Zen and the Art of Camp Clean Up - Alice Cornwell
After teaching at the Alpha Center all week, I asked to be put on “Camp Clean Up” Saturday morning.
A team of five of us met at the Alpha Center at ten to drive up to the camp. Mathilde, from France, brought a sack of black garbage bags and a knapsack full of heavy-duty orange gloves. Her mission this week: to “empower” refugees to take charge. We would spend the first five or ten minutes, she said, rallying people to help.
Operating at four times its official capacity - more crowded than it has ever been - the camp spills out beyond the gates and double-fencing. To either side of the road, there are encampments of tents, many with U.N. blankets sewn together and rigged to provide shade and privacy.
As soon as we arrived here, people gathered. Mathilde asked in French if anyone would like to help. Adam, a man from Togo, whom I’d met at Alpha’s Greek class (amazingly he was wearing a t-shirt with the name of my home town in Massachusetts on the back) took charge. He, along with Patrick, from Cameroon, and John, from Cote d’Ivoire, both regular volunteers from the refugee community, disappeared up among the tents and blankets to see who would help.
Soon, Mathilde had distributed all the gloves and bags and we spread out, picking up: empty plastic water bottles, food containers, food wrappers, tin can tops, bits of cardboard, one or two discarded plugs, a paintbrush, more plastic bottles, bottle tops, cigarette boxes, an old discarded jumper, a pair of underwear, diapers. John and Nina, from London, nearly picked up a scorpion hiding amidst the garbage.
I worked with Adam, cleaning the upper slope. In the past, Samos Volunteers held kids activities here under the olive trees. Now, it’s a maze of tents.
Considering the conditions - people living in flimsy pop-up tents, with cardboard spread on the ground for matting, a few plastic chairs here and there, some kerosene stoves but no electricity or running water - everyone greeted us with smiles and graciousness. Some had cardboard boxes they were using for trash. One man was washing his sneakers in a great lather of soap. A young woman, sitting on a chair rubbing her belly, explained she was three months pregnant. We were speaking a mix of French, Arabic, Farsi, English.
After cleaning the tented area, Patrick, Grace, from Australia, and two other community volunteers ventured up the slope to the toilet area. There are no toilet blocks outside the camp gates and here, among the olive trees, rocks, shrubs and grass, the ground is a thick mess of plastic bottles, toilet paper and sanitary pads. Many of the bottles are filled with urine as women, understandably, are afraid to leave their tents at night.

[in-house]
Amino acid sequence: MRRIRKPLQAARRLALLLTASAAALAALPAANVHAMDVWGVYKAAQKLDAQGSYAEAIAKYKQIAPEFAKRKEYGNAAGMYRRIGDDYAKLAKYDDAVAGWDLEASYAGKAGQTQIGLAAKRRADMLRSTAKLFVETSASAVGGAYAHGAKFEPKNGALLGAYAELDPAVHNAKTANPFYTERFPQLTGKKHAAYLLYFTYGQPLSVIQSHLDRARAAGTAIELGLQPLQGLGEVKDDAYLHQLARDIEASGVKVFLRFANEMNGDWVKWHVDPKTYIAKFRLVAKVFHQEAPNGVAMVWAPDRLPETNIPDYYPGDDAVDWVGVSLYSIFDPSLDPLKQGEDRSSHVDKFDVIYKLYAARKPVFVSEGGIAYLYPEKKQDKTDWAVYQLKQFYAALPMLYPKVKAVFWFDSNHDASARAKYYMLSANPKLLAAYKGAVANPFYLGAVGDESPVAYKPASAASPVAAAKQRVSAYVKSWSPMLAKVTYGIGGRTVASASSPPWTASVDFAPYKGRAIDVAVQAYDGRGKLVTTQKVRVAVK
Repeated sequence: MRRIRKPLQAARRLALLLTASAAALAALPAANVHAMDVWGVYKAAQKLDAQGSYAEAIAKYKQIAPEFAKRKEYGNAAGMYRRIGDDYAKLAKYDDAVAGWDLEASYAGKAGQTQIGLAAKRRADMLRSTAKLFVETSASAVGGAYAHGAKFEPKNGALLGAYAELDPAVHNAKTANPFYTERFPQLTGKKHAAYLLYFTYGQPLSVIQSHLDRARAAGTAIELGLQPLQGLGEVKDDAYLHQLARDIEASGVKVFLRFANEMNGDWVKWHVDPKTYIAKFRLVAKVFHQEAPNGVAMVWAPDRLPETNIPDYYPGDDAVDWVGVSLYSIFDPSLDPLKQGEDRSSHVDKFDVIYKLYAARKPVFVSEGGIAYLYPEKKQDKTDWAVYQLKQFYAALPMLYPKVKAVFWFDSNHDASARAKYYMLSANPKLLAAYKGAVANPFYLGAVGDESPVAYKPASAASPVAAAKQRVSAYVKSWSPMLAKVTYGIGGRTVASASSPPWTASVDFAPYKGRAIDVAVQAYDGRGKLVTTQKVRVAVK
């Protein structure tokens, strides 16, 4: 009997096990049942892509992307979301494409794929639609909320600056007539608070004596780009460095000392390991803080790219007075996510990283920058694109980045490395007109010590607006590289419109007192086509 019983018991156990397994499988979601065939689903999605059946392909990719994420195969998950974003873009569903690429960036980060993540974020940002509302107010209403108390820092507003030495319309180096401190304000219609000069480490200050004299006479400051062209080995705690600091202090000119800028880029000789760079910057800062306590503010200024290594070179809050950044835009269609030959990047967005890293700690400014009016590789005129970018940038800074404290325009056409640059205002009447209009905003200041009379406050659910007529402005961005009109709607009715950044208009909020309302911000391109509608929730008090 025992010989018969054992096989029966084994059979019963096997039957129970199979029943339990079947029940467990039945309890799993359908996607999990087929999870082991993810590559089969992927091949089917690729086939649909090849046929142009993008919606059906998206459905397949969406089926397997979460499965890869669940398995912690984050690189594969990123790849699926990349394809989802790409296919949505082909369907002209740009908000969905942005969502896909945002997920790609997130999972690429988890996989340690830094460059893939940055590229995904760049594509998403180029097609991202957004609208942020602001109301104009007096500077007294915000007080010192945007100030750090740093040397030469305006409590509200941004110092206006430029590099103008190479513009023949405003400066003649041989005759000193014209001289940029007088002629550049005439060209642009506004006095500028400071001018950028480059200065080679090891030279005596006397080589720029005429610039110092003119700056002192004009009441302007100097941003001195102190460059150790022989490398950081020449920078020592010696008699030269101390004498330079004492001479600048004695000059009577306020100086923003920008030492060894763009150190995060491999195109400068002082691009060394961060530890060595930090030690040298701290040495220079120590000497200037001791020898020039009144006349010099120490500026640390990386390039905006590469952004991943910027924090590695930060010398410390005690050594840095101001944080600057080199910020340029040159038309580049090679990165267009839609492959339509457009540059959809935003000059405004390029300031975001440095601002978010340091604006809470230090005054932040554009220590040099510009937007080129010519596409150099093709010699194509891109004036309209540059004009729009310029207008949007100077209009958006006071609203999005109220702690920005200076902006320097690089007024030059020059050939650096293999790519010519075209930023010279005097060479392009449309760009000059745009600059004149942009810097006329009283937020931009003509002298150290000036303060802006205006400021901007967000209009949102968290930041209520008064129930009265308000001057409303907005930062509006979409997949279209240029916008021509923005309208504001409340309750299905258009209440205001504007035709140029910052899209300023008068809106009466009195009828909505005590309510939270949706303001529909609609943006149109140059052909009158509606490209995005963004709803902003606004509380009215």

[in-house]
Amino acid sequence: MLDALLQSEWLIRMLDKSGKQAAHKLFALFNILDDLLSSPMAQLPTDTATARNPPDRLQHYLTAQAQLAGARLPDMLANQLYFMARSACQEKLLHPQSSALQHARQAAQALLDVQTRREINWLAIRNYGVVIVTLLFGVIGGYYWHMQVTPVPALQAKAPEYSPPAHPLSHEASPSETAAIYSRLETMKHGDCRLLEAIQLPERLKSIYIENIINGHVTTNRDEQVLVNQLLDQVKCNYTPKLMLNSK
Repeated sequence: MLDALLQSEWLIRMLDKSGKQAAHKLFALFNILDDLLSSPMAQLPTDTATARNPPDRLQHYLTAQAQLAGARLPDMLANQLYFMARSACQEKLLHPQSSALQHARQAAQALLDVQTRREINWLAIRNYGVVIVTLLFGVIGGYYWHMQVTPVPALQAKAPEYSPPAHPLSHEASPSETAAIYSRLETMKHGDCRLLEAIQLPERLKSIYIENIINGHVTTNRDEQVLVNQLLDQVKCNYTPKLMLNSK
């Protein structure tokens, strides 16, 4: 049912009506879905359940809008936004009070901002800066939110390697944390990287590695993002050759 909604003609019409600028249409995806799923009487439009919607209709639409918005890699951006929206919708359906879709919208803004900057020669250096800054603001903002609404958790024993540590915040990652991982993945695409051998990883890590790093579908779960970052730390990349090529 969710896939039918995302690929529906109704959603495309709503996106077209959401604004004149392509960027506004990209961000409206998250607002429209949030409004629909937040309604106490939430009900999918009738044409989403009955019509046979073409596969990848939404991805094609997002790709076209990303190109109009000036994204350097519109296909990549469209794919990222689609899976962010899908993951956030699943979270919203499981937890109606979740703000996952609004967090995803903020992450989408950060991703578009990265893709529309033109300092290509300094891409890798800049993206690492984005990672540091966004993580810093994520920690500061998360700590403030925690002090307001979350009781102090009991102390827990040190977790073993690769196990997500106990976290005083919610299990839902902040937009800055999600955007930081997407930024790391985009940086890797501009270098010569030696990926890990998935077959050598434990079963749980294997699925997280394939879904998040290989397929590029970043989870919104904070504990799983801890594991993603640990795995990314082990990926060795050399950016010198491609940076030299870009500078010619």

Picking pieces of toilet paper from the branches of a shrub, overwhelmed by the strong smell of urine, I stood up, saw a small piece of cleared of ground around me, and was suddenly filled with a strange, unexpected sense of peace and oneness.
I turned to Patrick. “Patrick, I feel like the whole hillside is thanking us,” I said. He smiled knowingly. “And the trees.” Patrick studied economics in Cameroon and I know from my English class at Alpha that he’s a talented writer, familiar with the stories of Guy de Maupassant.
“The earth is thanking us,” one of his friends said.
Later, we stood around the six dumpsters, all filled to capacity, tying up black bags, and peeling off the orange gloves to be washed for next week. Mathilde was calculating how much bags and gloves costand whether we might put up signs encouraging people “not to throw trash in nature.” We worried aloud about a possible storm forecast for Samos and imagined how even a small rain could devastate this area, soaking everything and washing all the toilet trash down onto the tents. No one has even provided the refugees here with waterproof tarpaulins.
Nina suggested brining hand sanitizer next week and wondered whether it was OK for kids to help. “I feel like they should be playing,” she said.
“My favorite part was the toilet area,” Grace admitted when I asked. “It felt so refreshing when it was done.”
The next morning, to our surprise, a message popped up on the SV After Hours Group Chat. “Hey Guys. Patrick is down at the waterfront picking up cans. If anyone is up and running and wants to come help, please do. Bring some garbage bags.”
There, along the stone sea wall of Vathy port, Patrick and Ali, another community volunteer from Iraq, were scrambling among the rocks extracting bottles and beer cans. The seawall, like the camp, was a mess. Well, half of it was. They’d cleared the other half. At a hundred cans per bin bag, we calculated that they’d already picked up 10,000 beer cans that morning.
Soon, a handful of Samos volunteers pitched up and other refugees joined in, including Joseph, then two men from Iraq, then two men who’d been enjoying a midday beer by the sea and who’d already promised not to throw their cans.
“Patrick,” someone asked. “What inspired you to do this?”
“I come down here every morning,” Patrick quietly admitted. “I have trouble sleeping.” When alone here in the early morning, picking up garbage, he said he sometimes sings.